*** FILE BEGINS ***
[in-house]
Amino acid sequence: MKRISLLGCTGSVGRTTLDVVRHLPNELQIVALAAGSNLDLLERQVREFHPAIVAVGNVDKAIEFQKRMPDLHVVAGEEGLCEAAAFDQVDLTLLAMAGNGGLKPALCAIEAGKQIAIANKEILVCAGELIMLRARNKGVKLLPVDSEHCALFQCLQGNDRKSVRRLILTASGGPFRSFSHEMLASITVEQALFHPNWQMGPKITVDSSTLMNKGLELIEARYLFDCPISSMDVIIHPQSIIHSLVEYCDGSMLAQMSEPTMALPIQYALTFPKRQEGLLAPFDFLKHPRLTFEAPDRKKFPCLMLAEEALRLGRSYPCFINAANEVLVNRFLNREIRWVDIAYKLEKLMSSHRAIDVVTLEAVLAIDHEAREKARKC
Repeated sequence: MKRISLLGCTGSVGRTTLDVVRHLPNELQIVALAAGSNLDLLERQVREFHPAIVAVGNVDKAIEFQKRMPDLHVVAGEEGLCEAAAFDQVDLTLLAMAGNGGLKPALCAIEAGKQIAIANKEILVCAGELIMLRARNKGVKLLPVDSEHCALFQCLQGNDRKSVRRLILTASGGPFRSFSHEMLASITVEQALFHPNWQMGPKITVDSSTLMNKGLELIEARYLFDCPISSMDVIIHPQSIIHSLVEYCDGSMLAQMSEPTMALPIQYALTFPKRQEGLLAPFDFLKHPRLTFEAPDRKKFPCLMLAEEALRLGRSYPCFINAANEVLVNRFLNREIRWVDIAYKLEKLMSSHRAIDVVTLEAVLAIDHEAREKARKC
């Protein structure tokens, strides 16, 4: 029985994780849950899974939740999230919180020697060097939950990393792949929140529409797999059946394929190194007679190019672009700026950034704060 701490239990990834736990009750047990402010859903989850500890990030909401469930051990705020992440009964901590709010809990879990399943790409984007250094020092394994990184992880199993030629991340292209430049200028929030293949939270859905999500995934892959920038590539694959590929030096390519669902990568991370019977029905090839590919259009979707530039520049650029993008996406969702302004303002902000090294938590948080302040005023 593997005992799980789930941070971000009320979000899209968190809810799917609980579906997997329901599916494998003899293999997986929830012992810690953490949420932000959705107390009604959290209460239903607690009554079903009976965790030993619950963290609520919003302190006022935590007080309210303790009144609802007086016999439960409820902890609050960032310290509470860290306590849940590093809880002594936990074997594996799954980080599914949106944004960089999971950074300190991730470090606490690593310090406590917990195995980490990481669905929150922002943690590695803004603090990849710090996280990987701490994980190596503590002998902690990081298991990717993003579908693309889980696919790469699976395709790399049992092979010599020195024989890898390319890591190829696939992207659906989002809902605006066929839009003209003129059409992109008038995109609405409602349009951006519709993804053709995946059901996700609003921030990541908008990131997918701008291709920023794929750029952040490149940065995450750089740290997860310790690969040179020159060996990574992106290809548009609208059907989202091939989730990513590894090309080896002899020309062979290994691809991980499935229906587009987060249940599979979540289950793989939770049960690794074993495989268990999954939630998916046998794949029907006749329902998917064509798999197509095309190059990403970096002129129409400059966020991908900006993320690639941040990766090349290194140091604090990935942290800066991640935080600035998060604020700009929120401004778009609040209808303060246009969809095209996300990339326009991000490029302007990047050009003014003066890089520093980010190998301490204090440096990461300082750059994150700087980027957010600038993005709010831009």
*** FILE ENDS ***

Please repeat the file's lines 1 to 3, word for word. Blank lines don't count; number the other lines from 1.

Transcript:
[in-house]
Amino acid sequence: MKRISLLGCTGSVGRTTLDVVRHLPNELQIVALAAGSNLDLLERQVREFHPAIVAVGNVDKAIEFQKRMPDLHVVAGEEGLCEAAAFDQVDLTLLAMAGNGGLKPALCAIEAGKQIAIANKEILVCAGELIMLRARNKGVKLLPVDSEHCALFQCLQGNDRKSVRRLILTASGGPFRSFSHEMLASITVEQALFHPNWQMGPKITVDSSTLMNKGLELIEARYLFDCPISSMDVIIHPQSIIHSLVEYCDGSMLAQMSEPTMALPIQYALTFPKRQEGLLAPFDFLKHPRLTFEAPDRKKFPCLMLAEEALRLGRSYPCFINAANEVLVNRFLNREIRWVDIAYKLEKLMSSHRAIDVVTLEAVLAIDHEAREKARKC
Repeated sequence: MKRISLLGCTGSVGRTTLDVVRHLPNELQIVALAAGSNLDLLERQVREFHPAIVAVGNVDKAIEFQKRMPDLHVVAGEEGLCEAAAFDQVDLTLLAMAGNGGLKPALCAIEAGKQIAIANKEILVCAGELIMLRARNKGVKLLPVDSEHCALFQCLQGNDRKSVRRLILTASGGPFRSFSHEMLASITVEQALFHPNWQMGPKITVDSSTLMNKGLELIEARYLFDCPISSMDVIIHPQSIIHSLVEYCDGSMLAQMSEPTMALPIQYALTFPKRQEGLLAPFDFLKHPRLTFEAPDRKKFPCLMLAEEALRLGRSYPCFINAANEVLVNRFLNREIRWVDIAYKLEKLMSSHRAIDVVTLEAVLAIDHEAREKARKC